This year, the annual Liver Meeting, hosted by the American Association for the Study of Liver Diseases (AASLD), was held in Washington, D.C. The featured presentations included new innovations in liver transplant surgery, disease modeling (which is a process that uses cells to show how a disease develops and to test possible treatment approaches), and drug development. While an effective, functional cure for hepatitis B virus (HBV) is still 5-10 years away, researchers, scientists, healthcare providers, and people with lived experience all came together and agreed that more needs to be done to reduce the burden of liver diseases and improve health outcomes now. One highlight of the meeting was Dr. Francis Collins, former director of the U.S. National Institutes of Health and special advisor to President Biden, hosting a special session to introduce a national hepatitis C elimination plan for the U.S. Unfortunately, this plan is focused on hepatitis C. As a response, the Hepatitis B Foundation will soon send an advocacy letter pushing for the inclusion of hepatitis B and hepatitis delta in this plan. Make sure you are signed up for our Action Center alerts to stay engaged with hepatitis B advocacy efforts.
Of particular note at this year’s meeting were the presence of many patient advocates and people with lived experience, and an increased focus on hepatitis delta. One important hepatitis delta poster presentation was delivered by Dr. Tatyana Kushner of Mount Sinai Hospital in New York City, entitled “HDV Patient Perspective: The Impact of Disease and Current Unmet Needs.” By including the perspectives of people living with hepatitis delta virus (HDV), this study aimed to empower the patient community. Dr. Kushner and her colleagues collected data on people’s quality of life to identify unmet needs, barriers and gaps in HDV care (including disease management and access-to-care inequities).
The researchers found that a person’s care is affected in two ways: In the care they receive for their clinical diagnosis and their emotional journey after diagnosis. The participants’ experience of care was often negatively impacted by having a delayed HDV diagnosis, and limited access to specialized care and tolerable treatment options. Findings describe that the lack of specific and acceptable treatment options for hepatitis delta left people with little hope, which put an emotional burden on their life post-diagnosis. Due to the gaps in providers’ knowledge of HDV, participants held little trust in their healthcare providers. The study participants also shared that they suffered emotionally due to the stigma attached to their diagnosis.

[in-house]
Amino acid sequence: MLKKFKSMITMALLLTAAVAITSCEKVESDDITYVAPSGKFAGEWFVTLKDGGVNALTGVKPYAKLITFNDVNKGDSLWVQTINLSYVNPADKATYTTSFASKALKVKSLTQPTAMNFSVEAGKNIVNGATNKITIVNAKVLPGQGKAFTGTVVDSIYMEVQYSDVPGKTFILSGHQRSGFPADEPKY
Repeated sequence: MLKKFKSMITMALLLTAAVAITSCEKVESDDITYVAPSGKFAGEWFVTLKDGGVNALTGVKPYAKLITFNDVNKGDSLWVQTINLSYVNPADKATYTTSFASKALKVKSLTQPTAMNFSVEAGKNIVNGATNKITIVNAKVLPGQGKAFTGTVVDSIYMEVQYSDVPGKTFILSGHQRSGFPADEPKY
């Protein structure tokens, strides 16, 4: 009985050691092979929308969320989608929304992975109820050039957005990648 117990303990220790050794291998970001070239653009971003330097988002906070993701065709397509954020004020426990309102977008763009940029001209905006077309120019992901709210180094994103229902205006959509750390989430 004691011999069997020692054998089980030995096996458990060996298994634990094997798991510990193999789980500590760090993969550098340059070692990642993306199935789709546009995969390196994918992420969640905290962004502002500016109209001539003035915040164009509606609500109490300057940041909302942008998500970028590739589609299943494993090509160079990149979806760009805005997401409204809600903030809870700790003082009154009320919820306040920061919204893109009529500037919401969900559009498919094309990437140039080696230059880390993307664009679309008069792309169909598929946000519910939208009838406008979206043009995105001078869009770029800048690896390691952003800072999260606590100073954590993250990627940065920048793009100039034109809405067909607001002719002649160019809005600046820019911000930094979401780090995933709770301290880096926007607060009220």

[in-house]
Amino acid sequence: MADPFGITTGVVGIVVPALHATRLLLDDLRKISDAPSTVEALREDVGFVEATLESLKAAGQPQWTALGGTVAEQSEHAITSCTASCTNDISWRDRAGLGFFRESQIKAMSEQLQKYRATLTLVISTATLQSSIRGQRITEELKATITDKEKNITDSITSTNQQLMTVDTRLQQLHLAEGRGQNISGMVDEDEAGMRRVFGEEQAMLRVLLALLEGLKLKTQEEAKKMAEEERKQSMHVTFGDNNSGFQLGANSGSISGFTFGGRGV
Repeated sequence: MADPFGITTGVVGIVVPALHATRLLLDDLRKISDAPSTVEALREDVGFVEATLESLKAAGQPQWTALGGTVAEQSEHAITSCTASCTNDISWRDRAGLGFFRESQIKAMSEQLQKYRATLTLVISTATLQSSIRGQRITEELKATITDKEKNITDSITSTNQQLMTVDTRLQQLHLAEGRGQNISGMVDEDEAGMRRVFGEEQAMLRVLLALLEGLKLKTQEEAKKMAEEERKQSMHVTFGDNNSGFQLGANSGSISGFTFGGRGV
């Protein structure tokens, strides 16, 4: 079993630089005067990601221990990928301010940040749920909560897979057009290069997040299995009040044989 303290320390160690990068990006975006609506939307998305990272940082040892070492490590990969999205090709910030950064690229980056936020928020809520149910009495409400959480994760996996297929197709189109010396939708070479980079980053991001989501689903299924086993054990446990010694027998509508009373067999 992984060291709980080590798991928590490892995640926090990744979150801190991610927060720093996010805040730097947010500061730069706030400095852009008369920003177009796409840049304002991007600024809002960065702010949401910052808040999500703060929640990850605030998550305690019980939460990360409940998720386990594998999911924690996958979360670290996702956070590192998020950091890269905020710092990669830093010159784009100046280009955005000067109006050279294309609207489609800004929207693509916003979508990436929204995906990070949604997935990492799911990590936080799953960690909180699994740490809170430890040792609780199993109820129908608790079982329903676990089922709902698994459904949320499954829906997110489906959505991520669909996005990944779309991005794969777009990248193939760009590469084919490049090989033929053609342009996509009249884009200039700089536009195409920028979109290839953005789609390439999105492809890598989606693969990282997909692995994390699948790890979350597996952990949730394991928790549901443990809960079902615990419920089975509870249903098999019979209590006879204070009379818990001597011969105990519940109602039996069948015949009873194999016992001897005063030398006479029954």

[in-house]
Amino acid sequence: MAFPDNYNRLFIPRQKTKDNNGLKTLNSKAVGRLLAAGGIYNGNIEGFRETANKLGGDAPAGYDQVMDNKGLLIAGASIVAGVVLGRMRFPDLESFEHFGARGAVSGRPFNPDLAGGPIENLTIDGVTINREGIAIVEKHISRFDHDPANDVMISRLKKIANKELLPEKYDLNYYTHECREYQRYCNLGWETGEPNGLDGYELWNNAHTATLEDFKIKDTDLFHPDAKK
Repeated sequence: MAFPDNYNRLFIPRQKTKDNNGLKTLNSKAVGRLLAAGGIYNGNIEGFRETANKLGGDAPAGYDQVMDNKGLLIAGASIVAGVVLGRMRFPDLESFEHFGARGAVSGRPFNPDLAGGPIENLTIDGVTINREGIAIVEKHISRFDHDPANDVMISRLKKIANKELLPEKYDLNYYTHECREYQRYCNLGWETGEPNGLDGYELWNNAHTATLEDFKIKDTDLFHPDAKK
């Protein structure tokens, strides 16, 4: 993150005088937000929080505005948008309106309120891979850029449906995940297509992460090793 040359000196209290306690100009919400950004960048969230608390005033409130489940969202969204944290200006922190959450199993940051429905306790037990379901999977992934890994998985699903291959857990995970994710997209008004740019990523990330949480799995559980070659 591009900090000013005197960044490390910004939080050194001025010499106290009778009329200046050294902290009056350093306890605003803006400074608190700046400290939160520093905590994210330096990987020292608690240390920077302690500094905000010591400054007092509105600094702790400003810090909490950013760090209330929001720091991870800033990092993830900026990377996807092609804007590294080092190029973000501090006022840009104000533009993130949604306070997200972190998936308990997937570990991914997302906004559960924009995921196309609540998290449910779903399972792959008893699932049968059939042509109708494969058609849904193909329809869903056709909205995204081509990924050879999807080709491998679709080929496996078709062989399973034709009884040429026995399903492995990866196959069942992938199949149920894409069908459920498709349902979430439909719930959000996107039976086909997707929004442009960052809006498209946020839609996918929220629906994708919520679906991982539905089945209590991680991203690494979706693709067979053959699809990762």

Dr. Kushner and her colleagues call for an increased effort to educate healthcare providers on hepatitis delta, as their lack of HDV-specific knowledge drives health disparities or differences between groups, where one group is more burdened by a disease than the other. These are driven by unequal opportunities to achieve good health (CDC, 2020). Health disparities are preventable, and educating providers is the first step to overcoming these inequalities. Educating providers on HDV will lead to more rapid identification of the disease, as they will have a better understanding of the signs, symptoms and risk factors for hepatitis delta. Increasing advocacy efforts for point-of-care testing for both HBV and HDV in the U.S. will increase levels of testing and earlier identification of people at risk for the diseases. Timely diagnosis allows for people to be linked to specialty care earlier, ultimately improving health outcomes. Improving community awareness of HDV will combat stigma and likely reduce testing hesitancy, which can improve health outcomes. The researchers call for drug developers to meet the needs of the patient community by developing tolerable and hepatitis delta-specific treatments.
In terms of drug development, researchers presented on antiviral treatments for people living with HDV and discussed preferred outcomes of treatment, based on what they believed to be most helpful to each individual’s physical health. To understand these treatment considerations, it is important to review how HDV functions. Hepatitis delta virus (HDV) uses a person’s RNA (ribonucleic acid) to produce and replicate the virus, so high HDV RNA levels in the blood indicate severe infection, and low or undetectable HDV RNA levels indicate that the virus is not rapidly reproducing (Stephenson-Tsoris & Casey, 2022). A virological response is defined as a long-term period of low-level replication that leads to undetectable HDV RNA levels in the blood six months after stopping treatment, and this indicates viral suppression (Yamashiro et al., 2004). A biochemical response is defined as normalization of alanine aminotransferase (ALT) levels after antiviral treatment (Kim et al., 2022). When liver cells are damaged, they release ALT into the bloodstream, so high levels of ALT indicate that one’s liver is diseased or damaged (MedlinePlus, n.d.). ALT normalization is considered a good indicator that antiviral therapy is working because it means that there is less liver damage, liver disease is less severe, and people living with HBV/HDV are at less risk of harm (Kim et al., 2022).